Two of the more obvious items:
- Finding Ada: Celebrating the achievements of women in science, technology, engineering and maths
- If You Have Ever Used a Computer, You Should Celebrate Ada Lovelace Day (Michelle Nijhuis, Slate)
I’m confused re. the date–but hey, maybe that means we get two Happy Ada Lovelace Days?–
having posted about this back on 24 March 2010.
Yes. That was indeed ALD in 2010. The date seems to have been moved. MYSTERY… CONUNDRUM…
Here’s a couple of excerpts from the marvellous 2DGoggles post celebrating today (whence the gif above). Which you must read!
That old turkey follows, with best wishes for happy turkey-digesting to those of you of that persuasion, and happy tofurkey-recycling to others:
Ada Lovelace Day is an international day of blogging (and other pertinent worshipful activities) to celebrate the achievements of women in technology and science. One can pledge to write a blog post about a tech heroine on that day. Forewarned is forearmed for next year …
My contribution wouldn’t/couldn’t really count as it’s a bit devious: I’d nominate Trotula of Salerno (11th-12th c.) c/o an old blog post here; 2nd (if a previous post shouldn’t count) Dorotea Bucca or Hildegard of Bingen.
I’d also like to nominate anonymous/anonimised collectives: non-mainstream physicians and other witches; inventors and innovators; including in the latter category the lady patrons and other hands contributing to a new kind of writing and new idea of literature that was 12th c. romance (Eleanor etc.). Though pushing competition specs a bit far, it’s still τέχνη and scientia by contemporary and, indeed, proper definitions.
See also, on the topic of ALD: the BBC (and, from the 25th, the BBC again) and the marvellous 2D Goggles: Dangerous Experiments in Comics, who are responsible for this post’s images (except Marie and Herself as/the period-piece, obv.) via Lovelace and Babbage: a crime-fighting steampunk adventure and mayhap even romance (Medievally speaking). Lovelace: The Origin provides a handy biographical sketch of our heroine and a fine first step into her world.
I’ve said it before and I’ll probably say it again: Romance Is Not Dead.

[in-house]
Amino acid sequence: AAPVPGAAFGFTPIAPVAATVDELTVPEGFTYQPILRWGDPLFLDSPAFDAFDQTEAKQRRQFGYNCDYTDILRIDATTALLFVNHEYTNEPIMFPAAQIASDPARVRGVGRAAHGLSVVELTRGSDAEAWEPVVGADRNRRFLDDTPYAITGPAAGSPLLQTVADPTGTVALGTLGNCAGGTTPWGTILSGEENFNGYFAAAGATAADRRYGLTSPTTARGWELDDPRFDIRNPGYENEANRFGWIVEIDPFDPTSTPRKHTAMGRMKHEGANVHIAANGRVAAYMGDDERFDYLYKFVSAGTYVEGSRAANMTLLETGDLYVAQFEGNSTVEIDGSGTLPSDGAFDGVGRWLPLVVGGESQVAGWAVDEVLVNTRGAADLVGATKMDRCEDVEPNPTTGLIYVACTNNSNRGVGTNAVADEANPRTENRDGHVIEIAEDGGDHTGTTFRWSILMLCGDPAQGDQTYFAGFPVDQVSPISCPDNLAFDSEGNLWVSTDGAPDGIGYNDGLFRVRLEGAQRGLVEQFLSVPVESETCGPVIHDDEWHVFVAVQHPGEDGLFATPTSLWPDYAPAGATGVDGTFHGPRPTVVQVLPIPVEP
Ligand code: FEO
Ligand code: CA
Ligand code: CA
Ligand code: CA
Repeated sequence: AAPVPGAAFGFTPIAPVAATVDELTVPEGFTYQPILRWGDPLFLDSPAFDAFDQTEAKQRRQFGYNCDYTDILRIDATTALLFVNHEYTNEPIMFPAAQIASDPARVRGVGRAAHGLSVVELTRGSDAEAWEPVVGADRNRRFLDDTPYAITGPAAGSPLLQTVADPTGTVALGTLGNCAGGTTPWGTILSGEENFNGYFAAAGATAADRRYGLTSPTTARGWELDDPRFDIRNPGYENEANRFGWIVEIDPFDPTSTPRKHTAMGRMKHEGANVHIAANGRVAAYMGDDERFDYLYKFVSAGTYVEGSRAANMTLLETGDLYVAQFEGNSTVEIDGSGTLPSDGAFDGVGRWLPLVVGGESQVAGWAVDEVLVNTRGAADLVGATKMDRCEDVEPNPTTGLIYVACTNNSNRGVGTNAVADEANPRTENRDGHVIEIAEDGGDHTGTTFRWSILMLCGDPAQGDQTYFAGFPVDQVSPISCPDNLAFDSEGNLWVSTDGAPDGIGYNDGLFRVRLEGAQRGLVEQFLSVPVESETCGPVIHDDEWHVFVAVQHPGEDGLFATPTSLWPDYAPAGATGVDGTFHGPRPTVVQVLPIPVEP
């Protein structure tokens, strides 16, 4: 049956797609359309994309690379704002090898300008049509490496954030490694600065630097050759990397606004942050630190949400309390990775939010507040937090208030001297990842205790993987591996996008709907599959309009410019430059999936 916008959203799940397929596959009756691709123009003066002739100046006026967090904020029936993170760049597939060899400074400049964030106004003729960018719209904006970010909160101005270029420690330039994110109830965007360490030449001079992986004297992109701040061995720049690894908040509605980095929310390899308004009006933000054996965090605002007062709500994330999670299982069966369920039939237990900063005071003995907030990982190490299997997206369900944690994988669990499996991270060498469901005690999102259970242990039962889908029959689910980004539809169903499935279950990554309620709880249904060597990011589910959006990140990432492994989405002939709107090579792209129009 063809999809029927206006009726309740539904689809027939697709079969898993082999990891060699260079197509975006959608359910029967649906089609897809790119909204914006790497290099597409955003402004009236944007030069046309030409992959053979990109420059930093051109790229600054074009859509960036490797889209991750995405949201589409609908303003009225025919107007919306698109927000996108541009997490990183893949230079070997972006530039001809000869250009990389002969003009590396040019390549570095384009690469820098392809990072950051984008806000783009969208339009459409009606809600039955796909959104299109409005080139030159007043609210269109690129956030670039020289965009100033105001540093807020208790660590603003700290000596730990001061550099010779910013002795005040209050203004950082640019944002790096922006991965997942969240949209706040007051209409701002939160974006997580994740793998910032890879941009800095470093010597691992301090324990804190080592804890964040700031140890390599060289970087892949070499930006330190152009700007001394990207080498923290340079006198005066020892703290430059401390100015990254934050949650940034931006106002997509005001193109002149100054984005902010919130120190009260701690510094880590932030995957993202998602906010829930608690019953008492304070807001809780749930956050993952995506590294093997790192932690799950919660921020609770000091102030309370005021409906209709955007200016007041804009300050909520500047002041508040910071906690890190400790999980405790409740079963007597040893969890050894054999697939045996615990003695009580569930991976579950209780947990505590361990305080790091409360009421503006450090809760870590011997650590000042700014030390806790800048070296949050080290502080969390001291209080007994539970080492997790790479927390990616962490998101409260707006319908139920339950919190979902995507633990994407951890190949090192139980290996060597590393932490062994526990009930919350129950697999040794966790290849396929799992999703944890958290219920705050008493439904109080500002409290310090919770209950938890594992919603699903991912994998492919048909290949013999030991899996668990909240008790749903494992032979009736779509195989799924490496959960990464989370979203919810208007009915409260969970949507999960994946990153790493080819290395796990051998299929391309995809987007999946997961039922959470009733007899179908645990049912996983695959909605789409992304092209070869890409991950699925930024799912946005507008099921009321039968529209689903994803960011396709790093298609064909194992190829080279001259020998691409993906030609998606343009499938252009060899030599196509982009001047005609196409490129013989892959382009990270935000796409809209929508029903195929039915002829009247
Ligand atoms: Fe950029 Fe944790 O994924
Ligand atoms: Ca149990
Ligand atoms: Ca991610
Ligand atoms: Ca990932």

But back to our onions and sheep, who shouldn’t be left to their own devices as otherwise the one will eat the other. A serious and hazardous matter as it is in the nature of slightly silly blog-posts that their inhabitants might get things the wrong way round.
Women forging ahead and inspiring images of forged steel (none of which are, of course, sheep or onions, metaphorically or otherwise…): Looking for a new research topic? For something hot and sweet to forge, leave in the right library, have rediscovered and authenticated—so as to (possibly, allegedly, apocryphally) get a PhD for creating a successful fakery and most certainly to create a scandal and providing The Medieval with some publicity? Want to gain renown as Mad, Bad, and Dangerous To Know?
In my rapid online rootle, I was delighted to meet this short and sweet (and tanatalizing) Wikipedia entry:
Abella was a 14th century Italian physician who taught at the Salerno school of medicine. Her published medical treatises, De atrabile (Black Bile) and De natura seminis humani (Nature of seminal fluid), have not survived.
Tangents and digressions aside, let us return to our heroine and the woman of the day. In an excerpt from Lovelace and Babbage Vs The Economy:
Other nominees in the Most Popular Role-Model Contest (BBC) “included scientist Marie Curie, mathematician-turned-actress Hedy Lamarr, programmer Grace Hopper and Lisbeth Salander, fictional creation of the late author Stieg Larsson.” No contest. And the inclusion of fictional entities? Can we do this for the Nobel and the Oscars?